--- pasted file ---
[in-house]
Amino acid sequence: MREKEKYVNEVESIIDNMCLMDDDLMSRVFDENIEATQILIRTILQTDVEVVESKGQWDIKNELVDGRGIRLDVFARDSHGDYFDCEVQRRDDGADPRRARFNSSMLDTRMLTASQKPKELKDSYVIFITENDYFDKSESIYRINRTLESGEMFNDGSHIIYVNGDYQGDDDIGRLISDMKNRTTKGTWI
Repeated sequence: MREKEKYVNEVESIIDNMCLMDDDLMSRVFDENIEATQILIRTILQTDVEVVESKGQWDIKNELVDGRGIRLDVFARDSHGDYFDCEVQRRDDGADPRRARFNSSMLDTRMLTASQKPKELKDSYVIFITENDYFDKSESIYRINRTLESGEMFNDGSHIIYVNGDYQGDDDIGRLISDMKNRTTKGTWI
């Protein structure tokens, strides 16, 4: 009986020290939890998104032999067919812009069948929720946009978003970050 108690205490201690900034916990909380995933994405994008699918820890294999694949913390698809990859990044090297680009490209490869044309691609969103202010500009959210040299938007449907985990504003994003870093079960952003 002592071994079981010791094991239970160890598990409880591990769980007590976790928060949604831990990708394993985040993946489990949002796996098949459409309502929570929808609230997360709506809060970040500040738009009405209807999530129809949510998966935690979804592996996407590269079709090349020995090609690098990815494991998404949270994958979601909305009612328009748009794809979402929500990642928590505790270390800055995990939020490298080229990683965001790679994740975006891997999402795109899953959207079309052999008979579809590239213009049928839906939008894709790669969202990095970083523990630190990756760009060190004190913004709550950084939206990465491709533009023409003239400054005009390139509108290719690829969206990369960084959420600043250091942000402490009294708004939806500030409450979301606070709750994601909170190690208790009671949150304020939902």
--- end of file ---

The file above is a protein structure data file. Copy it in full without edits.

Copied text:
[in-house]
Amino acid sequence: MREKEKYVNEVESIIDNMCLMDDDLMSRVFDENIEATQILIRTILQTDVEVVESKGQWDIKNELVDGRGIRLDVFARDSHGDYFDCEVQRRDDGADPRRARFNSSMLDTRMLTASQKPKELKDSYVIFITENDYFDKSESIYRINRTLESGEMFNDGSHIIYVNGDYQGDDDIGRLISDMKNRTTKGTWI
Repeated sequence: MREKEKYVNEVESIIDNMCLMDDDLMSRVFDENIEATQILIRTILQTDVEVVESKGQWDIKNELVDGRGIRLDVFARDSHGDYFDCEVQRRDDGADPRRARFNSSMLDTRMLTASQKPKELKDSYVIFITENDYFDKSESIYRINRTLESGEMFNDGSHIIYVNGDYQGDDDIGRLISDMKNRTTKGTWI
């Protein structure tokens, strides 16, 4: 009986020290939890998104032999067919812009069948929720946009978003970050 108690205490201690900034916990909380995933994405994008699918820890294999694949913390698809990859990044090297680009490209490869044309691609969103202010500009959210040299938007449907985990504003994003870093079960952003 002592071994079981010791094991239970160890598990409880591990769980007590976790928060949604831990990708394993985040993946489990949002796996098949459409309502929570929808609230997360709506809060970040500040738009009405209807999530129809949510998966935690979804592996996407590269079709090349020995090609690098990815494991998404949270994958979601909305009612328009748009794809979402929500990642928590505790270390800055995990939020490298080229990683965001790679994740975006891997999402795109899953959207079309052999008979579809590239213009049928839906939008894709790669969202990095970083523990630190990756760009060190004190913004709550950084939206990465491709533009023409003239400054005009390139509108290719690829969206990369960084959420600043250091942000402490009294708004939806500030409450979301606070709750994601909170190690208790009671949150304020939902």